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Morito Ergo Sum
Released: 2012, Independent
Reviewer: Metal-Rules.com UK Team
The band name (Morito Ergo Sum) at first sounds a bit obscure and even difficult to pronounce correctly at first, however, the name does in fact possess an interesting link to the philosopher Descartes as it translates from Latin “I die therefore I am”, which is similar to the French philosophers “I think therefore I am”.
In 2009, founder of the band Paolo Cito’s vision of creating a doom metal band with clean vocals would become a reality after recruiting the talents of Walter Basile who was originally set to be the band’s drummer. Following the acclaim and recognition they received within the Doom Metal scene, the two members were able to attain a full line up. Their first ever EP Moonchild as a full line-up offers a brief but alluring journey into a distinctive doom ridden sound.
Opening with, ‘Behind these tears’, a foreboding drum led intro sweeps against dark riffs that slide back and forth. A spoken dialogue can be heard amidst the murky atmosphere. Clean vocals leak into the void in ethereal brilliance. The mid drum section weaves a bleak picture as a muddy bass locks everything together. The song pushes forward into a lead guitar melody that helps to elevate listeners from the slow and brooding trance as a drumming crescendo corrodes flawlessly into the melting pot.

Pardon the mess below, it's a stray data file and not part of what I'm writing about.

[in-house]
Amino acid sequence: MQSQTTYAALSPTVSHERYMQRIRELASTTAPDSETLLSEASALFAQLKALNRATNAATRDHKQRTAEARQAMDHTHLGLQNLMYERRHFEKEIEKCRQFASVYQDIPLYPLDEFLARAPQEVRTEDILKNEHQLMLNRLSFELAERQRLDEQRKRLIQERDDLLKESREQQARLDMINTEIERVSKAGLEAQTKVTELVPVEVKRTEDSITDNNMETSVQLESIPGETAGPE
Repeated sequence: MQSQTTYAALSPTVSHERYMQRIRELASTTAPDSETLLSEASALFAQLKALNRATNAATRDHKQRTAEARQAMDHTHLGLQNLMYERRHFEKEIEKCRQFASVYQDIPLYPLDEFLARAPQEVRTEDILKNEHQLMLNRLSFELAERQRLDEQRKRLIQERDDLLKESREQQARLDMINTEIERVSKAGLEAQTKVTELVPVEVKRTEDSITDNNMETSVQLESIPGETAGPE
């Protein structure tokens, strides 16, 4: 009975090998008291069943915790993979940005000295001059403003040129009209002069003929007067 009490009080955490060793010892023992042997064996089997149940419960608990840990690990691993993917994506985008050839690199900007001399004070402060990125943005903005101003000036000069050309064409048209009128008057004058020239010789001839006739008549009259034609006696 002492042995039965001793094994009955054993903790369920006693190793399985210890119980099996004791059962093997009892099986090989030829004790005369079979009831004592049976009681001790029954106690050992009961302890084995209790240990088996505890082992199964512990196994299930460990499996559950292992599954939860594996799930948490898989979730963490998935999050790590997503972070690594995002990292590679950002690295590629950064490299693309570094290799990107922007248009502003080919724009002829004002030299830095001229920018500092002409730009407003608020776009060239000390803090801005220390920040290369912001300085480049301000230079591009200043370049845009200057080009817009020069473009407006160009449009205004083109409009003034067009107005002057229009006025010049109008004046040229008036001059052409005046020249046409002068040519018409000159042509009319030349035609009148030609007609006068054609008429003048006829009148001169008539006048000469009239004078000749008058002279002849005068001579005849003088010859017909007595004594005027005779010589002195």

Next up, ‘The Grass Grows over Me’ proceeds with clean guitar melodic passage followed by an orchestral backdrop before the heavier riffs and drums intervene. The vocals sound as mesmerizing as ever in a wasteland of desolate beauty. ‘This Selfish Act’ throws together a complex array of drumming and riifs before dispersing into a melodic guitar passage. The vocals flow in and out from the background in a ghost like transparency. The guitars and drums pick up the pace and awaken your ears to some head banging energy.
Finally, ‘Moonchild’ (a King Crimson cover) contains a delicate and destructive aura in its procession of riffs and weighty drums and with its consistency in vocal range make this one of those cover songs that would make any original artist proud.
The thing that has actually amazed me about reviewing this EP is the sheer level of catharsis and euphoria that lay scattered throughout the grey starkness of the record. Yes, they can conjure up a dark and somewhat morbid soundscapes that remain true to the genre; but littered throughout this small selection of songs is something deeper and more powerful you could literarily lose yourself in it for hours. While this may not be the most accessible piece of music written, like all good art it is something that demands an appreciative eye and an open mind, and if ever there was a gallery for music this band should definitely have their work framed there.
Review by Ben Spencer
1. Behind These Tears
2. When The Grass Grows Over Me
3. This Selfish Act
4. Moon Child (King Crimson cover)
Walter Basile (Vocals and drums)
Pablo Magallanes (Lead guitar)
Paolo Cito (Guitar)
Harry Virtanen (Bass)
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